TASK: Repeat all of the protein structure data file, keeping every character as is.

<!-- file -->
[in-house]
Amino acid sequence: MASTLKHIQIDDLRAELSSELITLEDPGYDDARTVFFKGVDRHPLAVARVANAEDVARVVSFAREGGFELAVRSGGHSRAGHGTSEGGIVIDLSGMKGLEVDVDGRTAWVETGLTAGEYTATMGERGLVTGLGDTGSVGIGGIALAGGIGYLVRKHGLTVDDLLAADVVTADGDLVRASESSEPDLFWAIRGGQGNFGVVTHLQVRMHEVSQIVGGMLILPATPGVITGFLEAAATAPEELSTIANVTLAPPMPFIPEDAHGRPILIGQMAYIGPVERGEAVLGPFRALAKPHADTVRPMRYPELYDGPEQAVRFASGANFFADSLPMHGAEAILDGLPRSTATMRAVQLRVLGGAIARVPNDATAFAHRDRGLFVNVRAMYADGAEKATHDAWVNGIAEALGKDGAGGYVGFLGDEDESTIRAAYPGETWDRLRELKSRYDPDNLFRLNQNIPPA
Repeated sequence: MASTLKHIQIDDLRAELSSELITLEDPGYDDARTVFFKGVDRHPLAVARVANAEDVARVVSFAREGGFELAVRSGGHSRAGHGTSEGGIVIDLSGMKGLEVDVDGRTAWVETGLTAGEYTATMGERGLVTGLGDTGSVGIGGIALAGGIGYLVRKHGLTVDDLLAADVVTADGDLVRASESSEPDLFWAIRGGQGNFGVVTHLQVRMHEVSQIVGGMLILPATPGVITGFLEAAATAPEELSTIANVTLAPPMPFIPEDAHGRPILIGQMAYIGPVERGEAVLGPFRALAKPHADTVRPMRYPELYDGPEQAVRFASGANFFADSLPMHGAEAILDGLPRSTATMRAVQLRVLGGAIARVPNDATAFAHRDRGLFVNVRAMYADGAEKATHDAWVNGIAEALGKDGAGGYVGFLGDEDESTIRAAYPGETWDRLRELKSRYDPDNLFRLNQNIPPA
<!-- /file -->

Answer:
[in-house]
Amino acid sequence: MASTLKHIQIDDLRAELSSELITLEDPGYDDARTVFFKGVDRHPLAVARVANAEDVARVVSFAREGGFELAVRSGGHSRAGHGTSEGGIVIDLSGMKGLEVDVDGRTAWVETGLTAGEYTATMGERGLVTGLGDTGSVGIGGIALAGGIGYLVRKHGLTVDDLLAADVVTADGDLVRASESSEPDLFWAIRGGQGNFGVVTHLQVRMHEVSQIVGGMLILPATPGVITGFLEAAATAPEELSTIANVTLAPPMPFIPEDAHGRPILIGQMAYIGPVERGEAVLGPFRALAKPHADTVRPMRYPELYDGPEQAVRFASGANFFADSLPMHGAEAILDGLPRSTATMRAVQLRVLGGAIARVPNDATAFAHRDRGLFVNVRAMYADGAEKATHDAWVNGIAEALGKDGAGGYVGFLGDEDESTIRAAYPGETWDRLRELKSRYDPDNLFRLNQNIPPA
Repeated sequence: MASTLKHIQIDDLRAELSSELITLEDPGYDDARTVFFKGVDRHPLAVARVANAEDVARVVSFAREGGFELAVRSGGHSRAGHGTSEGGIVIDLSGMKGLEVDVDGRTAWVETGLTAGEYTATMGERGLVTGLGDTGSVGIGGIALAGGIGYLVRKHGLTVDDLLAADVVTADGDLVRASESSEPDLFWAIRGGQGNFGVVTHLQVRMHEVSQIVGGMLILPATPGVITGFLEAAATAPEELSTIANVTLAPPMPFIPEDAHGRPILIGQMAYIGPVERGEAVLGPFRALAKPHADTVRPMRYPELYDGPEQAVRFASGANFFADSLPMHGAEAILDGLPRSTATMRAVQLRVLGGAIARVPNDATAFAHRDRGLFVNVRAMYADGAEKATHDAWVNGIAEALGKDGAGGYVGFLGDEDESTIRAAYPGETWDRLRELKSRYDPDNLFRLNQNIPPA